Comfort is Boring

Heard a great message from John Hambrick who is a psychologist. He was sharing about how people who are able should step up when they can help improve a situation.

He was asked why people hold back from addressing difficult situations. He said there are three:

First, he said people withhold help because it’s not convenient. To take a detour from a normal routine to help others can take you off schedule. It can cost you time. It may mean you have to delay something that’s fun. It’s sometimes easier to just move on.

My wife is a nurse. When we encounter an accident on the highways, she scans the scene to assess whether anyone is injured and whether that person is being attended to by a medical professional.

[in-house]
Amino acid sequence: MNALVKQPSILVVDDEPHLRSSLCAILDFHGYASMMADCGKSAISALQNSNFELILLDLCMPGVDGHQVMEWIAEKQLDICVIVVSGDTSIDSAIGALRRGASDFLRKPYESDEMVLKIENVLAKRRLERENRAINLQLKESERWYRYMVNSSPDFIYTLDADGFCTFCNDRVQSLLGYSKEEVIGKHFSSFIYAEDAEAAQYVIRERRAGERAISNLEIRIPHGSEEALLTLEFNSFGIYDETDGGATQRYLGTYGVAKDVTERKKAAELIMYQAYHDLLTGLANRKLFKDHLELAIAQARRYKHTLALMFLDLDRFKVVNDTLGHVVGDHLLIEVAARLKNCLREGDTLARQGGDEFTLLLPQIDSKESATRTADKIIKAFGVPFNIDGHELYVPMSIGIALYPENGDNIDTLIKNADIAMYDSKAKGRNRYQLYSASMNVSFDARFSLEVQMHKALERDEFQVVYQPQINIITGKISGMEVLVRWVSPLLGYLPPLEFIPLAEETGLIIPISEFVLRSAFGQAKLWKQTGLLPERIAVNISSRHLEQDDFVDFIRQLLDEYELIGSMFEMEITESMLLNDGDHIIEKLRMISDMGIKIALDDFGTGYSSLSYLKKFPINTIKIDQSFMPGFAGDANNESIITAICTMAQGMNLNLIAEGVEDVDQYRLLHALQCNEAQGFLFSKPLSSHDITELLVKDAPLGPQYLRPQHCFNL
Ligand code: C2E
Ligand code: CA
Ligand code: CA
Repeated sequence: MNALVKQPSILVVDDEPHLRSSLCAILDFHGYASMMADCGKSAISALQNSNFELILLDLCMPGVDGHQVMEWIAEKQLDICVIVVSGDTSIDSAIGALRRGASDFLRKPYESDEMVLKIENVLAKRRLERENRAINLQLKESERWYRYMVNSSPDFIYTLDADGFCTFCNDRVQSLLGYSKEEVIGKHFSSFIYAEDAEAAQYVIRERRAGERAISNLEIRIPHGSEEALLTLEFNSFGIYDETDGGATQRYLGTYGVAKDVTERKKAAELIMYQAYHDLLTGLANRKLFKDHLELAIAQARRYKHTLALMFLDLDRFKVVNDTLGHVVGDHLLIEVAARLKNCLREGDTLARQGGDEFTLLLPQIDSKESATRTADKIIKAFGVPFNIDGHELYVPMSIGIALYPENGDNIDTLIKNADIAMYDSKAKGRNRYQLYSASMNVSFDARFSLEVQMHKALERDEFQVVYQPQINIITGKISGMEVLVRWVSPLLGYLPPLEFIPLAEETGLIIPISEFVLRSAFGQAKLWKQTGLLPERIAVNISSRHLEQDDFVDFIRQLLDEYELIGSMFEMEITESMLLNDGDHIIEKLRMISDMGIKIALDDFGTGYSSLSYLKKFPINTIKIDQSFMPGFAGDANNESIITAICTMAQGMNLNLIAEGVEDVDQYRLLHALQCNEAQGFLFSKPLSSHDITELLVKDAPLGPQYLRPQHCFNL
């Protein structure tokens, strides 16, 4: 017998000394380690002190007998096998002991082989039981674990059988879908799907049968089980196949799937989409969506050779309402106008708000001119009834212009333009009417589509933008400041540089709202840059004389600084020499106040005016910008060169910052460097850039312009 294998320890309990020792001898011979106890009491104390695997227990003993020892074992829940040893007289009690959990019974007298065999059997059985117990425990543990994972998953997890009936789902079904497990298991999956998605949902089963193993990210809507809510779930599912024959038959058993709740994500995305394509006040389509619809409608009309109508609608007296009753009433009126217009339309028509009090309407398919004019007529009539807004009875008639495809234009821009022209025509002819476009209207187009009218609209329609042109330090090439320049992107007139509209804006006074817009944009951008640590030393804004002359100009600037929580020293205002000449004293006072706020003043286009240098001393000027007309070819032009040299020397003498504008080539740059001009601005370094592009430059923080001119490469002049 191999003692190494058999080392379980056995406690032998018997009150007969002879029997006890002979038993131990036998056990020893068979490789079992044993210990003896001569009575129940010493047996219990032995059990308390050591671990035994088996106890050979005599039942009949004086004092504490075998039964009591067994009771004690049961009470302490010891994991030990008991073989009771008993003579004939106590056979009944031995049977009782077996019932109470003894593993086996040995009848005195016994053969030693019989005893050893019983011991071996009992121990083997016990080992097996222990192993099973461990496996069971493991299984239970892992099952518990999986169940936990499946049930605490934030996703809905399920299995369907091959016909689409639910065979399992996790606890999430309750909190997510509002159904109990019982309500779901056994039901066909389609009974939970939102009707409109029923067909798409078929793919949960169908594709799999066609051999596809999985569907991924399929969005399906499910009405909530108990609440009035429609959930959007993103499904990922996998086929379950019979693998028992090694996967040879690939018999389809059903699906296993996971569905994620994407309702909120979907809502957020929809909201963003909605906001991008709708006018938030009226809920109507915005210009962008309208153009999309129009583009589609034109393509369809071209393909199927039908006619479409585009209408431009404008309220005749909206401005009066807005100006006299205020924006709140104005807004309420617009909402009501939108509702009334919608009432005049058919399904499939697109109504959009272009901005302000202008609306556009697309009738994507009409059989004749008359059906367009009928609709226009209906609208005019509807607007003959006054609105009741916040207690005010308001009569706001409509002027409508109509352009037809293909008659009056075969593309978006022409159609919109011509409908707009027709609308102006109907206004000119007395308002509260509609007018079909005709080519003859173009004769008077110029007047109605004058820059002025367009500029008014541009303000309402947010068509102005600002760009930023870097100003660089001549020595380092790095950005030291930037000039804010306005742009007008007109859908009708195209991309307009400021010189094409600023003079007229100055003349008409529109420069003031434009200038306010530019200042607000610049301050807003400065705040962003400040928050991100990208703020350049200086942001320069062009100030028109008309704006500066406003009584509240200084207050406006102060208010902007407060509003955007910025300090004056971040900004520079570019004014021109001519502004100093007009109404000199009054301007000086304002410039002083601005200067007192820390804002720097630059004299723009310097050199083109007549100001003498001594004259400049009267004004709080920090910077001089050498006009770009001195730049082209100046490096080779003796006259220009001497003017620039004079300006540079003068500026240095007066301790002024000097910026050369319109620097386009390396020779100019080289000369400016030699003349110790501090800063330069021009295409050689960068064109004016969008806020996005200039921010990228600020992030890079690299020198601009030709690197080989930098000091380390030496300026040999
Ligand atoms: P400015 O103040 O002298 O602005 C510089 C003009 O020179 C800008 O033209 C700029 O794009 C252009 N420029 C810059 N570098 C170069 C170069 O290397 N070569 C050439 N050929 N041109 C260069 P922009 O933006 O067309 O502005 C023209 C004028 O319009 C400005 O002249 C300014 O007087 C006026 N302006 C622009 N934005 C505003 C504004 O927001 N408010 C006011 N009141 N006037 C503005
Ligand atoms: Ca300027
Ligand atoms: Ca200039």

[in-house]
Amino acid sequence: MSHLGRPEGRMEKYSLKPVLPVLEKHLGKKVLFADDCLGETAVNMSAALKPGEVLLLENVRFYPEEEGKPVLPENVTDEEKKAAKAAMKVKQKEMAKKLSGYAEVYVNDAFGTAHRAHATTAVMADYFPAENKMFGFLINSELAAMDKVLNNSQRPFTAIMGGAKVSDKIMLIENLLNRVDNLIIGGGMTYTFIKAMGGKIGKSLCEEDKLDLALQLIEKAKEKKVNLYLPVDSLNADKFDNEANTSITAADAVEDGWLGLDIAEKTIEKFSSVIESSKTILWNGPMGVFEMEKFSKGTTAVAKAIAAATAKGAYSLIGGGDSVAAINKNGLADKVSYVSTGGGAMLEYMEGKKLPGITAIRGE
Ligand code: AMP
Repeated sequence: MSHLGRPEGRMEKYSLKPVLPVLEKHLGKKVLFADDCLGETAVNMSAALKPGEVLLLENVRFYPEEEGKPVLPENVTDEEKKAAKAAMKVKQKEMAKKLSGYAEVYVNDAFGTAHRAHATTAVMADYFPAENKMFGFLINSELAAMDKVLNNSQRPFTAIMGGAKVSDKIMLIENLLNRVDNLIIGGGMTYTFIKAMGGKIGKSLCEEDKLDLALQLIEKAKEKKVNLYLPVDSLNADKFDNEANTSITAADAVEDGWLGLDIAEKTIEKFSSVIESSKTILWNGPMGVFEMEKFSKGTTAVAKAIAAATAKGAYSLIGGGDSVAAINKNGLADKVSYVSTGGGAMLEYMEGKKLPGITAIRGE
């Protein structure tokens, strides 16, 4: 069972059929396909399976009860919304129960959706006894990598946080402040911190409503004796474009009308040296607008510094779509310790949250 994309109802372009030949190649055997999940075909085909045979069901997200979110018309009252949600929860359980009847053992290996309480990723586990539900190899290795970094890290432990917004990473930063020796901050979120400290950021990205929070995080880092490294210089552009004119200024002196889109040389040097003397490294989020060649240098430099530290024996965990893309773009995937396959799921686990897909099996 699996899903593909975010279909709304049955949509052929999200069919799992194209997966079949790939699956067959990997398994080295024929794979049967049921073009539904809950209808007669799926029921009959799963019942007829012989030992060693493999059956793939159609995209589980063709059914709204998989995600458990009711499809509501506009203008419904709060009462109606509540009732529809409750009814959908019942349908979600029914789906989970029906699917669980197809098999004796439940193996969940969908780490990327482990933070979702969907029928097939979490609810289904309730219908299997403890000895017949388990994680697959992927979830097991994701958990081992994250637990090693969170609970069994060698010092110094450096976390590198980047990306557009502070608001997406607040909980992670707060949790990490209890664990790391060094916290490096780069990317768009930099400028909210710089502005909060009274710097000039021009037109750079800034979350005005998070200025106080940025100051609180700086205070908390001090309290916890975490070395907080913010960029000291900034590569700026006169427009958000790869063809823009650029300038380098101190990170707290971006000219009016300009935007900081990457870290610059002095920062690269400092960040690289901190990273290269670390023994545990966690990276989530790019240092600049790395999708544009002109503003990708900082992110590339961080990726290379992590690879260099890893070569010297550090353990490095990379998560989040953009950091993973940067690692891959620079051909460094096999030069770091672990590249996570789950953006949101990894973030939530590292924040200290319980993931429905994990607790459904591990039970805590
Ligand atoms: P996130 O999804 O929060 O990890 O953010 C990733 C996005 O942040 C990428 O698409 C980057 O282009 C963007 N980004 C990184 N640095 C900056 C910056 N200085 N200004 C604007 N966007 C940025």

If she’s not satisfied there is help, we’re stopping. No question. Doesn’t matter where we are headed, who we are going to see or what time we are expected. The priority becomes the person in need.

It’s not convenient to stop. But, the situation calls for a bit of inconvenience.

Second, says Hambrick, it can be uncomfortable to weigh in. Comfort is ease. In our work settings, it can be easier to stay in your “lane.” Don’t offer suggestions. Don’t report shortcomings. Don’t volunteer for new assignments. Don’t try to learn something new. It’s comfortable to stay insulated from extra effort.

Finally, weighing in can be unpredictable. You can’t be certain your help will be welcome or effective. The ultimate lack of control nudges you to safety.

Failing to step up because it will be inconvenient to help is not happening to the world.

Failing to step up because it might be uncomfortable is not courageous.

Failing to risk stepping up because the outcome isn’t certain isn’t adventuresome.

Hambrick said this: “we will never meet the best version of ourself in the comfort zone. Comfort is boring.”

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